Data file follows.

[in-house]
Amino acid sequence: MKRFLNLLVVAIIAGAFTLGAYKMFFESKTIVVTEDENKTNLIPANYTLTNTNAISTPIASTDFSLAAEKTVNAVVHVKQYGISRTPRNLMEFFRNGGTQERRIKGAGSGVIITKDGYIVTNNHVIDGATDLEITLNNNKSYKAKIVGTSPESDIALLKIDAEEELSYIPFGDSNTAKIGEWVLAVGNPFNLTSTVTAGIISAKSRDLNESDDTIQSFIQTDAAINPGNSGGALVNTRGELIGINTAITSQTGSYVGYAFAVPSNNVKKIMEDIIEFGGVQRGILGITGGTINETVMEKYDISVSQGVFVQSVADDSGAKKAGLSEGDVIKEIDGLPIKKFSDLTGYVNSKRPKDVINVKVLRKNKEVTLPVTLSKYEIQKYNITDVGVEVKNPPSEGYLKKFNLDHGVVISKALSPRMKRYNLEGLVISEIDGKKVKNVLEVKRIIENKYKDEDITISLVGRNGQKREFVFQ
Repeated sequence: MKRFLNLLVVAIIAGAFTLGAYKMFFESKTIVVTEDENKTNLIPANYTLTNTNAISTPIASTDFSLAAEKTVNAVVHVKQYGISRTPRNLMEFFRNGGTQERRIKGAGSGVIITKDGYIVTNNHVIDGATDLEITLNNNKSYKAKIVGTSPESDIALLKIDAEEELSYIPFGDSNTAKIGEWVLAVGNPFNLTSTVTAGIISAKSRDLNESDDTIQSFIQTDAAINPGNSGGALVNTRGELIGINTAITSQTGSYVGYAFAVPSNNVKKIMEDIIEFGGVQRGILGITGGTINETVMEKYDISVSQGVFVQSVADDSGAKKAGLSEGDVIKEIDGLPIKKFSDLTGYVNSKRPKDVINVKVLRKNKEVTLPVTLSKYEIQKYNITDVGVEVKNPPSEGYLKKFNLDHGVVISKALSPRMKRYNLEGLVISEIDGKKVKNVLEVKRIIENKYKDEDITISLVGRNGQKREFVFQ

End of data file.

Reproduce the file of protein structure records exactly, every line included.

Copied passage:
[in-house]
Amino acid sequence: MKRFLNLLVVAIIAGAFTLGAYKMFFESKTIVVTEDENKTNLIPANYTLTNTNAISTPIASTDFSLAAEKTVNAVVHVKQYGISRTPRNLMEFFRNGGTQERRIKGAGSGVIITKDGYIVTNNHVIDGATDLEITLNNNKSYKAKIVGTSPESDIALLKIDAEEELSYIPFGDSNTAKIGEWVLAVGNPFNLTSTVTAGIISAKSRDLNESDDTIQSFIQTDAAINPGNSGGALVNTRGELIGINTAITSQTGSYVGYAFAVPSNNVKKIMEDIIEFGGVQRGILGITGGTINETVMEKYDISVSQGVFVQSVADDSGAKKAGLSEGDVIKEIDGLPIKKFSDLTGYVNSKRPKDVINVKVLRKNKEVTLPVTLSKYEIQKYNITDVGVEVKNPPSEGYLKKFNLDHGVVISKALSPRMKRYNLEGLVISEIDGKKVKNVLEVKRIIENKYKDEDITISLVGRNGQKREFVFQ
Repeated sequence: MKRFLNLLVVAIIAGAFTLGAYKMFFESKTIVVTEDENKTNLIPANYTLTNTNAISTPIASTDFSLAAEKTVNAVVHVKQYGISRTPRNLMEFFRNGGTQERRIKGAGSGVIITKDGYIVTNNHVIDGATDLEITLNNNKSYKAKIVGTSPESDIALLKIDAEEELSYIPFGDSNTAKIGEWVLAVGNPFNLTSTVTAGIISAKSRDLNESDDTIQSFIQTDAAINPGNSGGALVNTRGELIGINTAITSQTGSYVGYAFAVPSNNVKKIMEDIIEFGGVQRGILGITGGTINETVMEKYDISVSQGVFVQSVADDSGAKKAGLSEGDVIKEIDGLPIKKFSDLTGYVNSKRPKDVINVKVLRKNKEVTLPVTLSKYEIQKYNITDVGVEVKNPPSEGYLKKFNLDHGVVISKALSPRMKRYNLEGLVISEIDGKKVKNVLEVKRIIENKYKDEDITISLVGRNGQKREFVFQ